G-Dawg was waiting at the meeting point on his fixie, a deliberate choice to ensure that, no matter how tempted, he wouldn’t be able to participate in the hill climb for fear of blowing out his knees. Instead G-Dawg had volunteered to help out as holder and had co-opted Crazy Legs to help as official starter and timekeeper. With OGL handling timings at the finish at the top of the hill, we were all set.

The Monkey Butler Boy was obviously taking the whole thing very seriously and rolled up in his club skinsuit and brandishing magnetic number holders. I joked that they looked heavier than safety pins, but apparently not, as they are infinitesimally lighter and that’s before you even consider their more advanced aerodynamic properties. Allegedly.

The Red Max wandered behind the Monkey Butler Boys bike and returned smiling contentedly. The Monkey Butler Boy looked all around, fear and real concern in his eyes.

“What’s he done? What did he just do to my bike?” he demanded to know. Luckily his paranoia was quickly diverted when, to his everlasting shame and horror, he discovered a perfectly formed, chain-ring tattoo branded on his calf. Amateur.

He was then taken to task for seriously over-lubing his chain. In demonstration, like the pickiest ever contestant on 4-in-a-Bed, G-Dawg ran a finger along his own, gleaming, shining silver links and showed us the faintest trace of clean oil forming a slight snail-trail across the pad of his finger. Repeating the process with the Monkey Butler Boy’s chain his finger came back stained with a thick, grungy, greasy smear that he ostentatiously wiped off on the grass. And then returned to wipe some more, as the filthy black grunge proved surprisingly sticky and indelible.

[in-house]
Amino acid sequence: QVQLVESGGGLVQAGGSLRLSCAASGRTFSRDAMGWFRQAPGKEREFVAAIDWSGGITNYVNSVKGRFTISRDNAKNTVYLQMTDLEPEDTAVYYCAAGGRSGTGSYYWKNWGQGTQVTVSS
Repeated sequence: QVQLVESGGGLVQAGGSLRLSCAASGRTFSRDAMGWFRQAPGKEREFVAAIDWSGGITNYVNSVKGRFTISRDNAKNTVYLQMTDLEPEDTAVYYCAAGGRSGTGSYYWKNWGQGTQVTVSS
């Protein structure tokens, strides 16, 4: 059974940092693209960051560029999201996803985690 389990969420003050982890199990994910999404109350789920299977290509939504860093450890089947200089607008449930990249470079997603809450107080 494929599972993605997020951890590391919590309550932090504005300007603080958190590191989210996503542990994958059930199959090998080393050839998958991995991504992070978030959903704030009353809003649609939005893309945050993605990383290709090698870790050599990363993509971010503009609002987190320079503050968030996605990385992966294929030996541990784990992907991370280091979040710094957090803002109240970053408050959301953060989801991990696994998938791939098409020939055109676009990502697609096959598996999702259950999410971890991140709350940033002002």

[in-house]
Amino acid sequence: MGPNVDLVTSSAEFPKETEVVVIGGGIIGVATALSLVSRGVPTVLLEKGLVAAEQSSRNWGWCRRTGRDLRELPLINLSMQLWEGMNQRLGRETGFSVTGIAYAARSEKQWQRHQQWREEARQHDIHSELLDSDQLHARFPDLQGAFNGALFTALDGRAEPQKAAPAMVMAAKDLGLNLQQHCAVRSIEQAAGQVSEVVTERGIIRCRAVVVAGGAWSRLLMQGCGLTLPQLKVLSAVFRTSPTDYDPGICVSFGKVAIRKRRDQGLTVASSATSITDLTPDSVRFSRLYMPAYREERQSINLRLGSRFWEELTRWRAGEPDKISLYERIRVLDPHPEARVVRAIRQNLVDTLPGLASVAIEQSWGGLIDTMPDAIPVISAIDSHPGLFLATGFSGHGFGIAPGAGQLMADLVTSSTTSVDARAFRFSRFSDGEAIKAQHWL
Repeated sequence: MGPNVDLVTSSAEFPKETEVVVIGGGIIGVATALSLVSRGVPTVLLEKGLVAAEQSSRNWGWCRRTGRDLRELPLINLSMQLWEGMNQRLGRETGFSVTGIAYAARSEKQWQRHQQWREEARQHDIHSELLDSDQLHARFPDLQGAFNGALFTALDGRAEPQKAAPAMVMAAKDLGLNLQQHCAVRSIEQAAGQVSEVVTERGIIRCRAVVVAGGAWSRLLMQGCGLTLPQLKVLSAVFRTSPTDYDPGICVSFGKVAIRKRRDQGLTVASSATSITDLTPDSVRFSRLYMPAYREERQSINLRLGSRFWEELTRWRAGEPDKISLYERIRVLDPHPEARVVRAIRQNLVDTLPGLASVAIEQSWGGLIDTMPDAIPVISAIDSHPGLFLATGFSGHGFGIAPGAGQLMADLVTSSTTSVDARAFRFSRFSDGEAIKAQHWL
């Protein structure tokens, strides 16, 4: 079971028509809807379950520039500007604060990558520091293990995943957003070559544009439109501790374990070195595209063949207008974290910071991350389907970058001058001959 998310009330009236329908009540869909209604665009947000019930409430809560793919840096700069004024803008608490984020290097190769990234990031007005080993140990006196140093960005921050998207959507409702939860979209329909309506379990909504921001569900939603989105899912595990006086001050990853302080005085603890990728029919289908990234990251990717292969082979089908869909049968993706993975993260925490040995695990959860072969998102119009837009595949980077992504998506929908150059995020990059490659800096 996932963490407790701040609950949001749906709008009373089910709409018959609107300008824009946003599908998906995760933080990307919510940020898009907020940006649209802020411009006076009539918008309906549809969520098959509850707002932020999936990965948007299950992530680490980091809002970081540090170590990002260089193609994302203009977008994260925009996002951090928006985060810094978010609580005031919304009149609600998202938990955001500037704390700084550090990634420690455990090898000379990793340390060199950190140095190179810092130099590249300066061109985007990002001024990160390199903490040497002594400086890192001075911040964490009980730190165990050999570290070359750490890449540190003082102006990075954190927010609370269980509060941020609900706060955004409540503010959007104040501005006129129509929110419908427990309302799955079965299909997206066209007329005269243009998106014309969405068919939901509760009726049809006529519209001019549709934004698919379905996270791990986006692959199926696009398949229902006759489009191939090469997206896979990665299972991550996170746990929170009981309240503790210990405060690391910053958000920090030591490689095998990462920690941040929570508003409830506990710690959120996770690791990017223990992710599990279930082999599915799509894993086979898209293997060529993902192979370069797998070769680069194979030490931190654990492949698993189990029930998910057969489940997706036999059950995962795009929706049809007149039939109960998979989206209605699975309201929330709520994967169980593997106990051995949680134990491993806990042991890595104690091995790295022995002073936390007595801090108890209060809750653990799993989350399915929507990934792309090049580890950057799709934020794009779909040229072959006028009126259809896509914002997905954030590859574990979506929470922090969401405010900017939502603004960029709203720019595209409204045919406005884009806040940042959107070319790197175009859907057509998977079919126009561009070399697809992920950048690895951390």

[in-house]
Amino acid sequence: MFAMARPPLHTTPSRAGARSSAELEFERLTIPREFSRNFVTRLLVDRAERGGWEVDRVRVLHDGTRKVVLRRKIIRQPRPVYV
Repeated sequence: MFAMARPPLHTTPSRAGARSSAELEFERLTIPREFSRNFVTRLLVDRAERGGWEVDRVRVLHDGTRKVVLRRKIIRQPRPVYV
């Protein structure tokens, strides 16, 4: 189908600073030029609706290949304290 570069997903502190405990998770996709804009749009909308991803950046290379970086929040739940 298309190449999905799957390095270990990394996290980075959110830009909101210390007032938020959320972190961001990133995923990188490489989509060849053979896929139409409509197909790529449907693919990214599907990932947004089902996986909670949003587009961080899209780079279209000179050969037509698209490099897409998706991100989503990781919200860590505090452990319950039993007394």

The meeting place has sprouted a new bin that seems to have grown up organically, straight through the pavement. Being deeply conservative and suspicious of anything new, we kept a good distance and eyed it warily as we waited to leave – delaying until the last possible minute to ensure we captured a full contingent of hill climb victims participants.


I rode out with Biden Fecht, chatting about this and that, everything and nothing, as we picked our way up through Dinnington, before swinging left to head down into the Tyne Valley. This was to be the plucky fellers first hill climb and the usual gallows humour had already started to infect him. He confessed to thinking about staging an accident to avoid the hill climb, if only he could find a suitable grassy knoll. I made him promise to make sure he brought me down if he found the right opportunity.

We dropped down through Wylam and started skirting the river, all bundling into a parking area at the bottom of the climb to regroup and for everyone to pull on jackets as the intensity of the rain increased and started to bounce back off the tarmac.

We picked our way along the north bank of the river, while I had a chat with the Hammer about creeping paranoia and the fear of being a dissident. Or, at least I think that’s what we were discussing, he’ll probably deny it under oath.

We paused at Stocksfield to regroup again and I took the opportunity to ride out onto the bridge to look over the parapet at the river, flowing fast and high beneath us. We crossed into more rain and took to the wide, but fast and busy road up through Riding Mill toward Corbridge and our chosen scene of torture, Prospect Hill.

The group splintered on a couple of rises and I found myself chasing across the gap onto the Red Max’s wheel, sitting just off centre of his rear wheel and trying to find some shelter from the wind, while avoiding the arc of cold water his tyre was kicking up into my face.

A sharp left and we were there, joining a throng of happily babbling kids, our Go-Ride section, who all looked delighted to be riding up a steep hill in the cold and pouring rain.